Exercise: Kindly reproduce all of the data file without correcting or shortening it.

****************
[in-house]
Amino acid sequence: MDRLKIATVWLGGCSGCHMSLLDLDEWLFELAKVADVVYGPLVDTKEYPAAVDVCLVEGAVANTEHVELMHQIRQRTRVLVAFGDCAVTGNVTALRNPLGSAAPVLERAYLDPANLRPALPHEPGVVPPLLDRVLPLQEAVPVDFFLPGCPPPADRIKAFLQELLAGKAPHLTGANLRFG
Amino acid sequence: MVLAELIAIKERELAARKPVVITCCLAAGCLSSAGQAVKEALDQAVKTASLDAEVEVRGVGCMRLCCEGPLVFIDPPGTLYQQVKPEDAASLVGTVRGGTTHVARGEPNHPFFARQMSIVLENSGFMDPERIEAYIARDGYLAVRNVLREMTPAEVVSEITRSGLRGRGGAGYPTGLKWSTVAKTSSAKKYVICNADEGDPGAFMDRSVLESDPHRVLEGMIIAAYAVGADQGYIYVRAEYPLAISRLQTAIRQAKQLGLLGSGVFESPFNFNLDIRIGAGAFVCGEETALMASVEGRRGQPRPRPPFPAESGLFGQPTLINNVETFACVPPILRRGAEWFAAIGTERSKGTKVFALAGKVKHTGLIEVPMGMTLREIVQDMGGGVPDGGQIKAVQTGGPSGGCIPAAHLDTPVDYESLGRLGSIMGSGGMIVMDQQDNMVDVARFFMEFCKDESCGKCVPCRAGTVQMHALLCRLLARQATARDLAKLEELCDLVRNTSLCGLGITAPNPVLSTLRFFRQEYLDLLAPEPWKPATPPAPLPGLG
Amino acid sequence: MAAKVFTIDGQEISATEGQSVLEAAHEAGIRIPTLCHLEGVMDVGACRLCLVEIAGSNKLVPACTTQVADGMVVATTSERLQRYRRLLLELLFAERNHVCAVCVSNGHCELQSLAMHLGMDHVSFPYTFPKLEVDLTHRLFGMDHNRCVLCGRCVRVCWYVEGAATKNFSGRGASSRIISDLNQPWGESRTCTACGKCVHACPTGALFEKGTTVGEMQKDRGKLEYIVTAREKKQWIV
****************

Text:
[in-house]
Amino acid sequence: MDRLKIATVWLGGCSGCHMSLLDLDEWLFELAKVADVVYGPLVDTKEYPAAVDVCLVEGAVANTEHVELMHQIRQRTRVLVAFGDCAVTGNVTALRNPLGSAAPVLERAYLDPANLRPALPHEPGVVPPLLDRVLPLQEAVPVDFFLPGCPPPADRIKAFLQELLAGKAPHLTGANLRFG
Amino acid sequence: MVLAELIAIKERELAARKPVVITCCLAAGCLSSAGQAVKEALDQAVKTASLDAEVEVRGVGCMRLCCEGPLVFIDPPGTLYQQVKPEDAASLVGTVRGGTTHVARGEPNHPFFARQMSIVLENSGFMDPERIEAYIARDGYLAVRNVLREMTPAEVVSEITRSGLRGRGGAGYPTGLKWSTVAKTSSAKKYVICNADEGDPGAFMDRSVLESDPHRVLEGMIIAAYAVGADQGYIYVRAEYPLAISRLQTAIRQAKQLGLLGSGVFESPFNFNLDIRIGAGAFVCGEETALMASVEGRRGQPRPRPPFPAESGLFGQPTLINNVETFACVPPILRRGAEWFAAIGTERSKGTKVFALAGKVKHTGLIEVPMGMTLREIVQDMGGGVPDGGQIKAVQTGGPSGGCIPAAHLDTPVDYESLGRLGSIMGSGGMIVMDQQDNMVDVARFFMEFCKDESCGKCVPCRAGTVQMHALLCRLLARQATARDLAKLEELCDLVRNTSLCGLGITAPNPVLSTLRFFRQEYLDLLAPEPWKPATPPAPLPGLG
Amino acid sequence: MAAKVFTIDGQEISATEGQSVLEAAHEAGIRIPTLCHLEGVMDVGACRLCLVEIAGSNKLVPACTTQVADGMVVATTSERLQRYRRLLLELLFAERNHVCAVCVSNGHCELQSLAMHLGMDHVSFPYTFPKLEVDLTHRLFGMDHNRCVLCGRCVRVCWYVEGAATKNFSGRGASSRIISDLNQPWGESRTCTACGKCVHACPTGALFEKGTTVGEMQKDRGKLEYIVTAREKKQWIV